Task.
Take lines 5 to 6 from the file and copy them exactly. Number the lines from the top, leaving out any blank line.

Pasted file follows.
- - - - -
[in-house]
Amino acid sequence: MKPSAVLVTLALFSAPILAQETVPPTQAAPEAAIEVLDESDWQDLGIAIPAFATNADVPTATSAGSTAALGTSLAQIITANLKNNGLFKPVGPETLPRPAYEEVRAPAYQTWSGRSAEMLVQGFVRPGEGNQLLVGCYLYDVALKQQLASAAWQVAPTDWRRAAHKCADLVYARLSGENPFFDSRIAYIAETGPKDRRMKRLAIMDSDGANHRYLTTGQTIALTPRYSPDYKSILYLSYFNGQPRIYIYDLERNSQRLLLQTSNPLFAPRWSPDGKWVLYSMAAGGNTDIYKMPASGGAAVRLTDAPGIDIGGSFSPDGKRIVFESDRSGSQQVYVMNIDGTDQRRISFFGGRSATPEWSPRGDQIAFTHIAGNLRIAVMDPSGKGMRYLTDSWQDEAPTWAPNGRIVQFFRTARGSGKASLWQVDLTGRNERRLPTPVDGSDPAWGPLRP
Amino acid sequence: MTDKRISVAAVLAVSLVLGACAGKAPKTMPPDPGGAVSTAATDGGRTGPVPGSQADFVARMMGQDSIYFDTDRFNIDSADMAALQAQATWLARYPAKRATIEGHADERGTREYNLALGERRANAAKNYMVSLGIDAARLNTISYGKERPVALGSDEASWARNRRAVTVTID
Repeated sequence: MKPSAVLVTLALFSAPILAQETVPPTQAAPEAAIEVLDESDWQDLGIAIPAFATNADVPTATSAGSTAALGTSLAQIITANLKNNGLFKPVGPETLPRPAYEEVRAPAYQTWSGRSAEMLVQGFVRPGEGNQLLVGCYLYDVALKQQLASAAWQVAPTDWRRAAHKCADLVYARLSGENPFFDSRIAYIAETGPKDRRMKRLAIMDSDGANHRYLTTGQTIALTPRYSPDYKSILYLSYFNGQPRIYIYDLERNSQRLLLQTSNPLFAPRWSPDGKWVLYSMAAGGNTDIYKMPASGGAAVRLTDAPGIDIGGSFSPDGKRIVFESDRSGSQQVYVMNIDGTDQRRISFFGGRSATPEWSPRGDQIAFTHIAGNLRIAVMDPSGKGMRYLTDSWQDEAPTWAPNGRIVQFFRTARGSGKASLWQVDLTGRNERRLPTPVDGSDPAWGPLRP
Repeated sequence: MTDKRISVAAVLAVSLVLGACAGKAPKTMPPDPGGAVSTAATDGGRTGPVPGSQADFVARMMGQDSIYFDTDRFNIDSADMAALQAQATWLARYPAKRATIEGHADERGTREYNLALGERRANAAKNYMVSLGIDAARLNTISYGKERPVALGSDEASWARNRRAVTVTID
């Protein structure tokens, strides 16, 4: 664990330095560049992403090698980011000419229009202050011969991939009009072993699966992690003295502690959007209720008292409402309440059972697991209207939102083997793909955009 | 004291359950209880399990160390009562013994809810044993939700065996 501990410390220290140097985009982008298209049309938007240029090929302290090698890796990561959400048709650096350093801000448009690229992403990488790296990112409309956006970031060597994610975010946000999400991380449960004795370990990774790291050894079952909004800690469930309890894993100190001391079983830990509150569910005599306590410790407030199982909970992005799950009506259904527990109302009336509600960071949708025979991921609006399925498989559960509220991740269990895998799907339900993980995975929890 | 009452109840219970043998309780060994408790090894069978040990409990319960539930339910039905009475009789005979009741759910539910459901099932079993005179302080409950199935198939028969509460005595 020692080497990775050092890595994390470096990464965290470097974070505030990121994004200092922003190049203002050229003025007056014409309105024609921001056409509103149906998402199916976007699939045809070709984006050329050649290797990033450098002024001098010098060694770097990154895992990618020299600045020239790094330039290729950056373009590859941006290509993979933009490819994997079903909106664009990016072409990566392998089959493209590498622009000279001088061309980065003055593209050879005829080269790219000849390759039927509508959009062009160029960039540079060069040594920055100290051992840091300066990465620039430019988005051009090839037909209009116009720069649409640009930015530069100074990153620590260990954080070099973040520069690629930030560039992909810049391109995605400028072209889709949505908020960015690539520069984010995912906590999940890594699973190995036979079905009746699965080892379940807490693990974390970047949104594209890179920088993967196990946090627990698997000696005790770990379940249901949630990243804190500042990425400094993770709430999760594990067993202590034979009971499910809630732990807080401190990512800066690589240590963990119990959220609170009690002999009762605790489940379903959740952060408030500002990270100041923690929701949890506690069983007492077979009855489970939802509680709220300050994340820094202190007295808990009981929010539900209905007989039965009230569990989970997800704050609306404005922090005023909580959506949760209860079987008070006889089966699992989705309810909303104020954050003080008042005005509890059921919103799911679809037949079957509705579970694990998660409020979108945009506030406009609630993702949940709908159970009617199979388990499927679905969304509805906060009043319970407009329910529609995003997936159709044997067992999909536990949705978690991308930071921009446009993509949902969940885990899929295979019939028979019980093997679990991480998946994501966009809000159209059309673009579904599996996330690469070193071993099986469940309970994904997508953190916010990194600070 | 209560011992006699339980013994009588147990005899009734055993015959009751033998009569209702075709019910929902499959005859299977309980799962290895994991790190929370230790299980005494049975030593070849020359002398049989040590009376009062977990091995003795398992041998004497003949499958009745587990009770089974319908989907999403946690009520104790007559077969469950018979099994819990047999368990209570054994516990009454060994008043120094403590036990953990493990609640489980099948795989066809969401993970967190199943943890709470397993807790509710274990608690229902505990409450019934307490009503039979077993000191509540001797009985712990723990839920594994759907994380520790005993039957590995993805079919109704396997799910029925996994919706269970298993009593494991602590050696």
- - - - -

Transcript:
Repeated sequence: MTDKRISVAAVLAVSLVLGACAGKAPKTMPPDPGGAVSTAATDGGRTGPVPGSQADFVARMMGQDSIYFDTDRFNIDSADMAALQAQATWLARYPAKRATIEGHADERGTREYNLALGERRANAAKNYMVSLGIDAARLNTISYGKERPVALGSDEASWARNRRAVTVTID
């Protein structure tokens, strides 16, 4: 664990330095560049992403090698980011000419229009202050011969991939009009072993699966992690003295502690959007209720008292409402309440059972697991209207939102083997793909955009 | 004291359950209880399990160390009562013994809810044993939700065996 501990410390220290140097985009982008298209049309938007240029090929302290090698890796990561959400048709650096350093801000448009690229992403990488790296990112409309956006970031060597994610975010946000999400991380449960004795370990990774790291050894079952909004800690469930309890894993100190001391079983830990509150569910005599306590410790407030199982909970992005799950009506259904527990109302009336509600960071949708025979991921609006399925498989559960509220991740269990895998799907339900993980995975929890 | 009452109840219970043998309780060994408790090894069978040990409990319960539930339910039905009475009789005979009741759910539910459901099932079993005179302080409950199935198939028969509460005595 020692080497990775050092890595994390470096990464965290470097974070505030990121994004200092922003190049203002050229003025007056014409309105024609921001056409509103149906998402199916976007699939045809070709984006050329050649290797990033450098002024001098010098060694770097990154895992990618020299600045020239790094330039290729950056373009590859941006290509993979933009490819994997079903909106664009990016072409990566392998089959493209590498622009000279001088061309980065003055593209050879005829080269790219000849390759039927509508959009062009160029960039540079060069040594920055100290051992840091300066990465620039430019988005051009090839037909209009116009720069649409640009930015530069100074990153620590260990954080070099973040520069690629930030560039992909810049391109995605400028072209889709949505908020960015690539520069984010995912906590999940890594699973190995036979079905009746699965080892379940807490693990974390970047949104594209890179920088993967196990946090627990698997000696005790770990379940249901949630990243804190500042990425400094993770709430999760594990067993202590034979009971499910809630732990807080401190990512800066690589240590963990119990959220609170009690002999009762605790489940379903959740952060408030500002990270100041923690929701949890506690069983007492077979009855489970939802509680709220300050994340820094202190007295808990009981929010539900209905007989039965009230569990989970997800704050609306404005922090005023909580959506949760209860079987008070006889089966699992989705309810909303104020954050003080008042005005509890059921919103799911679809037949079957509705579970694990998660409020979108945009506030406009609630993702949940709908159970009617199979388990499927679905969304509805906060009043319970407009329910529609995003997936159709044997067992999909536990949705978690991308930071921009446009993509949902969940885990899929295979019939028979019980093997679990991480998946994501966009809000159209059309673009579904599996996330690469070193071993099986469940309970994904997508953190916010990194600070 | 209560011992006699339980013994009588147990005899009734055993015959009751033998009569209702075709019910929902499959005859299977309980799962290895994991790190929370230790299980005494049975030593070849020359002398049989040590009376009062977990091995003795398992041998004497003949499958009745587990009770089974319908989907999403946690009520104790007559077969469950018979099994819990047999368990209570054994516990009454060994008043120094403590036990953990493990609640489980099948795989066809969401993970967190199943943890709470397993807790509710274990608690229902505990409450019934307490009503039979077993000191509540001797009985712990723990839920594994759907994380520790005993039957590995993805079919109704396997799910029925996994919706269970298993009593494991602590050696």